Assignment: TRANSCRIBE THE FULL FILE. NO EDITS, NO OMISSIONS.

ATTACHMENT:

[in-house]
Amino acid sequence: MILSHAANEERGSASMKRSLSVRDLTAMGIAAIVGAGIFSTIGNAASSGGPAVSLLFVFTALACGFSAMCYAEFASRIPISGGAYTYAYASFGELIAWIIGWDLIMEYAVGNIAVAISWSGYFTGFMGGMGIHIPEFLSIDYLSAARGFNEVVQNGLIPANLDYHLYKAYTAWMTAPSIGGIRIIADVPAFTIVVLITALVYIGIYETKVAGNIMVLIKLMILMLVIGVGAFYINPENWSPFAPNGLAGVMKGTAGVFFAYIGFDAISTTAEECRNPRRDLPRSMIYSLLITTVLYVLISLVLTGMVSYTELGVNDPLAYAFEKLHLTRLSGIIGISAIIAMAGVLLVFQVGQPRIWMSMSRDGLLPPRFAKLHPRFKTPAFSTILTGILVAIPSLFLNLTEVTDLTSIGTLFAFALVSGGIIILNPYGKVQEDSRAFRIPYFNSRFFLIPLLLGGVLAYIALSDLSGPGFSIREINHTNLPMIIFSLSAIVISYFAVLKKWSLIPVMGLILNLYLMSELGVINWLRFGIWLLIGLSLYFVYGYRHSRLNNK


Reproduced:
[in-house]
Amino acid sequence: MILSHAANEERGSASMKRSLSVRDLTAMGIAAIVGAGIFSTIGNAASSGGPAVSLLFVFTALACGFSAMCYAEFASRIPISGGAYTYAYASFGELIAWIIGWDLIMEYAVGNIAVAISWSGYFTGFMGGMGIHIPEFLSIDYLSAARGFNEVVQNGLIPANLDYHLYKAYTAWMTAPSIGGIRIIADVPAFTIVVLITALVYIGIYETKVAGNIMVLIKLMILMLVIGVGAFYINPENWSPFAPNGLAGVMKGTAGVFFAYIGFDAISTTAEECRNPRRDLPRSMIYSLLITTVLYVLISLVLTGMVSYTELGVNDPLAYAFEKLHLTRLSGIIGISAIIAMAGVLLVFQVGQPRIWMSMSRDGLLPPRFAKLHPRFKTPAFSTILTGILVAIPSLFLNLTEVTDLTSIGTLFAFALVSGGIIILNPYGKVQEDSRAFRIPYFNSRFFLIPLLLGGVLAYIALSDLSGPGFSIREINHTNLPMIIFSLSAIVISYFAVLKKWSLIPVMGLILNLYLMSELGVINWLRFGIWLLIGLSLYFVYGYRHSRLNNK